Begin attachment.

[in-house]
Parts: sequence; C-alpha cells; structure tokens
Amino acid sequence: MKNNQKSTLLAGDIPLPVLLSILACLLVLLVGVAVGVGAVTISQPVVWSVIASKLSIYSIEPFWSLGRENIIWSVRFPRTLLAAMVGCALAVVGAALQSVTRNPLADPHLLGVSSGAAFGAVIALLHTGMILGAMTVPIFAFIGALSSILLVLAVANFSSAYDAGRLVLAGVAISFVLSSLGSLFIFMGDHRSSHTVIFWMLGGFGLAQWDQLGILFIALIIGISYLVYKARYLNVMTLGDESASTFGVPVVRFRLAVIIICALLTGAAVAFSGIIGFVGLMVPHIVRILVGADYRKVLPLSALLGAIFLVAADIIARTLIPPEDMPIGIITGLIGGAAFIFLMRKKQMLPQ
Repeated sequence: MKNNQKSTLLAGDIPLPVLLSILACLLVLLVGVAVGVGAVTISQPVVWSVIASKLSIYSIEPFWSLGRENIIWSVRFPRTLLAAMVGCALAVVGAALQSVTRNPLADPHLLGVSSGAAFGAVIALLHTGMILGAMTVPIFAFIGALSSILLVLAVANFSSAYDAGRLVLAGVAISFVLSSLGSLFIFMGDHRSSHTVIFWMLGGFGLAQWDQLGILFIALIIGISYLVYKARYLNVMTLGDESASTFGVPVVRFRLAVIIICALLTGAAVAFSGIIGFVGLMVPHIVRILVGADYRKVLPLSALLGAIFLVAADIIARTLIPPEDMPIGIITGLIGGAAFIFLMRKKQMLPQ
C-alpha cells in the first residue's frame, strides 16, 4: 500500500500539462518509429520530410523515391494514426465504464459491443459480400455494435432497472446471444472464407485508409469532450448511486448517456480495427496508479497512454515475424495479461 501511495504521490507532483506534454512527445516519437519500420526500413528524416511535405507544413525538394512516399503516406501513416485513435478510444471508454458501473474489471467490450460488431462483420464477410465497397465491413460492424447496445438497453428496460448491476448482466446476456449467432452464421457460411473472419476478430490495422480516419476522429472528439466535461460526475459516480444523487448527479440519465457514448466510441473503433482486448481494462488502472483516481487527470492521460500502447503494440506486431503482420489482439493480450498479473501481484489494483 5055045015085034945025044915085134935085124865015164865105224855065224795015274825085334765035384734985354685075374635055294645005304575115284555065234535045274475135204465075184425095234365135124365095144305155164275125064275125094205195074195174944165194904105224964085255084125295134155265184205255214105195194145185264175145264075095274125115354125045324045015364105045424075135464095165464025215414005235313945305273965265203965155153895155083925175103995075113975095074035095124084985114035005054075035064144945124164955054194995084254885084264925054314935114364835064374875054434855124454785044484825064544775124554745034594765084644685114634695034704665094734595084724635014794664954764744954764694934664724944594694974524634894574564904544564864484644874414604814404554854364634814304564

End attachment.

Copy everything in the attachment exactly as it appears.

[in-house]
Parts: sequence; C-alpha cells; structure tokens
Amino acid sequence: MKNNQKSTLLAGDIPLPVLLSILACLLVLLVGVAVGVGAVTISQPVVWSVIASKLSIYSIEPFWSLGRENIIWSVRFPRTLLAAMVGCALAVVGAALQSVTRNPLADPHLLGVSSGAAFGAVIALLHTGMILGAMTVPIFAFIGALSSILLVLAVANFSSAYDAGRLVLAGVAISFVLSSLGSLFIFMGDHRSSHTVIFWMLGGFGLAQWDQLGILFIALIIGISYLVYKARYLNVMTLGDESASTFGVPVVRFRLAVIIICALLTGAAVAFSGIIGFVGLMVPHIVRILVGADYRKVLPLSALLGAIFLVAADIIARTLIPPEDMPIGIITGLIGGAAFIFLMRKKQMLPQ
Repeated sequence: MKNNQKSTLLAGDIPLPVLLSILACLLVLLVGVAVGVGAVTISQPVVWSVIASKLSIYSIEPFWSLGRENIIWSVRFPRTLLAAMVGCALAVVGAALQSVTRNPLADPHLLGVSSGAAFGAVIALLHTGMILGAMTVPIFAFIGALSSILLVLAVANFSSAYDAGRLVLAGVAISFVLSSLGSLFIFMGDHRSSHTVIFWMLGGFGLAQWDQLGILFIALIIGISYLVYKARYLNVMTLGDESASTFGVPVVRFRLAVIIICALLTGAAVAFSGIIGFVGLMVPHIVRILVGADYRKVLPLSALLGAIFLVAADIIARTLIPPEDMPIGIITGLIGGAAFIFLMRKKQMLPQ
C-alpha cells in the first residue's frame, strides 16, 4: 500500500500539462518509429520530410523515391494514426465504464459491443459480400455494435432497472446471444472464407485508409469532450448511486448517456480495427496508479497512454515475424495479461 501511495504521490507532483506534454512527445516519437519500420526500413528524416511535405507544413525538394512516399503516406501513416485513435478510444471508454458501473474489471467490450460488431462483420464477410465497397465491413460492424447496445438497453428496460448491476448482466446476456449467432452464421457460411473472419476478430490495422480516419476522429472528439466535461460526475459516480444523487448527479440519465457514448466510441473503433482486448481494462488502472483516481487527470492521460500502447503494440506486431503482420489482439493480450498479473501481484489494483 5055045015085034945025044915085134935085124865015164865105224855065224795015274825085334765035384734985354685075374635055294645005304575115284555065234535045274475135204465075184425095234365135124365095144305155164275125064275125094205195074195174944165194904105224964085255084125295134155265184205255214105195194145185264175145264075095274125115354125045324045015364105045424075135464095165464025215414005235313945305273965265203965155153895155083925175103995075113975095074035095124084985114035005054075035064144945124164955054194995084254885084264925054314935114364835064374875054434855124454785044484825064544775124554745034594765084644685114634695034704665094734595084724635014794664954764744954764694934664724944594694974524634894574564904544564864484644874414604814404554854364634814304564